Right here. Right now.

Right here. Right now.

A powerful realization I’ve rediscovered the past few weeks which is actually very obvious when said but sometimes easy to overlook: there is only “right now”. And that’s it.

All too often I’ll find myself peering into my email inbox only to discover several projects and initiatives in need of my attention. And of course, while seeing those I’ll remember 4 or 5 other tasks that need my attention too. And perhaps a coworker might pop by or send an instant message with a request of some sort as well. Suddenly all these tasks are at the forefront of my brain and I can easily and quickly find myself feeling overwhelmed. And along with the feeling of being overwhelmed comes a lost sense loss of power, control, even ability. Sound familiar?

“There isn’t enough time!” “I can’t do it all at once!”

Mental paralysis sets in.

…And then the realization: My thoughts are actually right!

“There isn’t enough time” is true, and is always true, since there is only right now. And right now and right now. That’s it. Fortunately the right nows keep coming and fortunately too that creates a space choices in what we can do or focus our thoughts on.

“I can’t do it all at once” is actually very true too. We can’t focus on more than one thing at once. And if we can’t mentally focus on more than one thing at once, why do we pressure ourselves over it? If all we are capable to concentrate on at any one moment is one thing, why do we stress ourselves when we can’t? Its like stressing that our cars (at least at the time of this writing 😉 can’t fly. Starts to sound silly, doesn’t it?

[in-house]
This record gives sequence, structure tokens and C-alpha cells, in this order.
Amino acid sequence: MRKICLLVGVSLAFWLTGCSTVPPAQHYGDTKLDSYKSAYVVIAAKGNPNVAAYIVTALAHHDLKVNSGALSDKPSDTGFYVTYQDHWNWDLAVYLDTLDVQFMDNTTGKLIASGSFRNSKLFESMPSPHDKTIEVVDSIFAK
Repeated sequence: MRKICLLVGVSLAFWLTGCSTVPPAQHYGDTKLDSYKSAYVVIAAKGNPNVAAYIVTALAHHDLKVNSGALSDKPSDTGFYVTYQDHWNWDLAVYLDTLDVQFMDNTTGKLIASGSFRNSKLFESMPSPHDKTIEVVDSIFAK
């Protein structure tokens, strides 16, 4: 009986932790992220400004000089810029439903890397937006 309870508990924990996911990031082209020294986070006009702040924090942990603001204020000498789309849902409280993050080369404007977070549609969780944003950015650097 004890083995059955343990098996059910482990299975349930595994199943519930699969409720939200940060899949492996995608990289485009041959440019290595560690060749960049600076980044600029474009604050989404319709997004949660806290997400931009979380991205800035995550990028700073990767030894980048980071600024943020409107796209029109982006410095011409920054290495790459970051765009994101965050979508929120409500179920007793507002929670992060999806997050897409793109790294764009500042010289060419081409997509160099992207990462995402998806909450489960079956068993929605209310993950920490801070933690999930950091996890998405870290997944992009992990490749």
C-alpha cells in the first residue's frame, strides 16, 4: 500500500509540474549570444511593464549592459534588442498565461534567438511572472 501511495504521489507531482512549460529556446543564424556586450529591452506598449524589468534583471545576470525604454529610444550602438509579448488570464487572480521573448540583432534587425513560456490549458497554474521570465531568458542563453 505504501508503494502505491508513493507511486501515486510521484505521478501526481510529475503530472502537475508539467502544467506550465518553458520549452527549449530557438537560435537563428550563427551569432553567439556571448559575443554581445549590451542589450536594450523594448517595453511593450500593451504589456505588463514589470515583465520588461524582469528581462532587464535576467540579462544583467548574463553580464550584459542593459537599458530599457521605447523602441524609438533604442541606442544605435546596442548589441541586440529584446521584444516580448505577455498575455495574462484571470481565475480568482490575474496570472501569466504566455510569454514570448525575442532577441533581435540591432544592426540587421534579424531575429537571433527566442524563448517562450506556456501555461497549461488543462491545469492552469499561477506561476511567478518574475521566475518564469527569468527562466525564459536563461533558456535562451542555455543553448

Another thought that will enter my head is, “There’s too much to do!”

But when I realize how “There’s too much to do” is really a perspective, the sense of calm returns. The “too much” feeling happens when combining a number of wants and “to-do’s” into a (sometimes imaginary) compressed time frame. However, even when that time frame is real and tasks have a real due date, what is still unrealistic is the thinking that we’re capable to do it all at one time.

So the best thing to do? Focus on the present and do what you can in that moment.

Easier said than done perhaps, however I’ve found great power and increased productivity in my days, in my “nows,” when I remind myself of these views. Yes, I still list out my tasks and prioritize what I need to do first. But as I go about taking action on that list, I focus only on a particular task for that very moment and acknowledge that is truly all I can do. And in that moment of staying in the present, the sense of power, control and calm is restored, and I go about my day, moment to moment. Now to now.

Do you find yourself staying present?